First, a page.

Course Schedule (2017 Winter Semester)

Week 1 (January 9-11): Getting started

  • Introduction and review of the syllabus
  • WordPress and HTML

 Week 2 (January 16-18): Blog basics I

  • Monday, January 18 – NO CLASS – Martin Luther King Day
  • Briggs: Intro
  • Reading response due 11:59 p.m. Tues.

 Week 3 (January 23-25): Blog basics II

  • Briggs: Chapter 1

 Week 4 (Jan. 30 – Feb. 1): Microblogging

  • Briggs: Chapter 2

 Week 5 (February 6-8): Crowds & Links

  • Briggs: Chapter 3

 Week 6 (February 13-15): Mobility

  • Briggs: Chapter 4
  • Group blog teams assigned

 Week 7 (February 20-22): Data

  • Briggs: Chapter 8

 Week 8 (Feb. 27 – March 1): Best of the Web

  • Online readings only (no Briggs)

 **SPRING BREAK (March 4-12)**

  • No class
  • Two weekly posts still due!

 Week 9 (March 13-15): The Conversation

  • Briggs: Chapter 9
  • Group blog project assigned

 Week 10 (March 20-22): Images I

  • Briggs: Chapter 5
  • DUE: Group blog plan (March 22)

 Week 11 (March 27-29): Images II

  • Group blogs begin posting
    (personal blogs now post once/week)
  • Briggs: None

Week 12 (April 3-5): Audio

  • Briggs: Chapter 6

 Week 13 (April 10-12): Video

  • Briggs: Chapter 7

Week 14 (April 17-19): Open Week

  • Online readings (no Briggs)
  • NOTE: This “open” week is slotted for a guest speaker and may be moved earlier pending availability

 Week 15 (April 24-27): Where to go next

  • Online readings

One Response to Schedule

  1. This week’s readings talk about the importance of building an audience through the web, as well as how to do so. As Brigg’s said “Track. Measure. Adapt. It’s the way the web works.”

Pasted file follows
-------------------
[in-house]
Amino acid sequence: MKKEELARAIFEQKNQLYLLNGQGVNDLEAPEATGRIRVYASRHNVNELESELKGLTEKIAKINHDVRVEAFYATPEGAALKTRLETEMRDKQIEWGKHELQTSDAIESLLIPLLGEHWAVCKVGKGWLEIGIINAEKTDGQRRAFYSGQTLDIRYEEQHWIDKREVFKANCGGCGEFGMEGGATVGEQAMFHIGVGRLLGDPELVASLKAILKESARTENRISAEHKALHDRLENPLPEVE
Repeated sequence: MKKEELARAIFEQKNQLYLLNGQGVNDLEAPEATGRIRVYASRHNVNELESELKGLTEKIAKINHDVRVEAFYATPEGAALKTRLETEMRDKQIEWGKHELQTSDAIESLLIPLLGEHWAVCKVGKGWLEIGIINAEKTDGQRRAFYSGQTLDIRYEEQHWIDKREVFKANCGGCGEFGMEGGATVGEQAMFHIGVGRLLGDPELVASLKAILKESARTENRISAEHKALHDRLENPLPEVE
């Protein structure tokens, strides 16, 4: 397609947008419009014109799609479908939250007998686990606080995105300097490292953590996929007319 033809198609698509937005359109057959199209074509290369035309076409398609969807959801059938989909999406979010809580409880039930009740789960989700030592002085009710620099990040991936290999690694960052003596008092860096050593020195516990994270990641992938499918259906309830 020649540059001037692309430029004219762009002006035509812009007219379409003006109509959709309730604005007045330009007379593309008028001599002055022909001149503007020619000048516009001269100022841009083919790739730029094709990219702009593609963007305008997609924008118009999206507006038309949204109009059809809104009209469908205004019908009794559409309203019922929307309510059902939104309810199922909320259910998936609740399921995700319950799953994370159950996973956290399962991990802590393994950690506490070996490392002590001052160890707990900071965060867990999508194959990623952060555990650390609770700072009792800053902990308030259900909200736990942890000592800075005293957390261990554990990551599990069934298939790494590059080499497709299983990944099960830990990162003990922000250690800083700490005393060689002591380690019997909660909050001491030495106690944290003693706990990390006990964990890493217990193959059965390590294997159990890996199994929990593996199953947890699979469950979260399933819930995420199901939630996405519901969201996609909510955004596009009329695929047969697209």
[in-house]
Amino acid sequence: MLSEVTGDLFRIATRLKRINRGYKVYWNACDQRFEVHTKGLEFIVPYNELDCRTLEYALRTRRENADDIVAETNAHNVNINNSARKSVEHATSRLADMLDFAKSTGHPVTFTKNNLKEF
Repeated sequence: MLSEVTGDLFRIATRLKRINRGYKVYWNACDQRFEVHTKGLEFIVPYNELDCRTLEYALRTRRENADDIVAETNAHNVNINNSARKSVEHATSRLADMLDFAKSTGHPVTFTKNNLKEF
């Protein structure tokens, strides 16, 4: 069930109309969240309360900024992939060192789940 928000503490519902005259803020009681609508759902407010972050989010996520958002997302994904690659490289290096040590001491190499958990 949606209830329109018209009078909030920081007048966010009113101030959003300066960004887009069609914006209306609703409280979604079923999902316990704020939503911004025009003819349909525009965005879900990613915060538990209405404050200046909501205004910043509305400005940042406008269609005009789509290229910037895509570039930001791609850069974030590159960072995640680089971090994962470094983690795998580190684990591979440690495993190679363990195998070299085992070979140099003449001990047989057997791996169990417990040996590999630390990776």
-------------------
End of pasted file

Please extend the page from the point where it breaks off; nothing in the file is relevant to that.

You can track your posts and your audience to find what your audience likes. You then can focus on topics more likely to attract a needed audience and use search engine optimization to reach it.

    Daniel J. Lewis offers helpful tips for performing SEO, such as scheduling (or “buffering”) tweets but not making them generic. Brigg’s mentions that the Huffington Post does not post an article without this in mind. It’s important to think of key phrases that will get people seeing your social media posts, leading them to your story.

    If you measure the attention all your posts are getting, you can adapt your strategy to get the best reader turn out.

    Interaction with your audience is important, and comments are a part of this. The Kotaku article brings up the valid point that comments can be negative and many sites are taking action. The anonymity of screen names lets people say things they wouldn’t in person. That is the reason people hesitated to join Google+ during their “real names policy,” which was pointed out in the ZDNet article. It’s important for sites to judge whether or not a comment policy is needed, because as Popular Science pointed out opinions can be strong.

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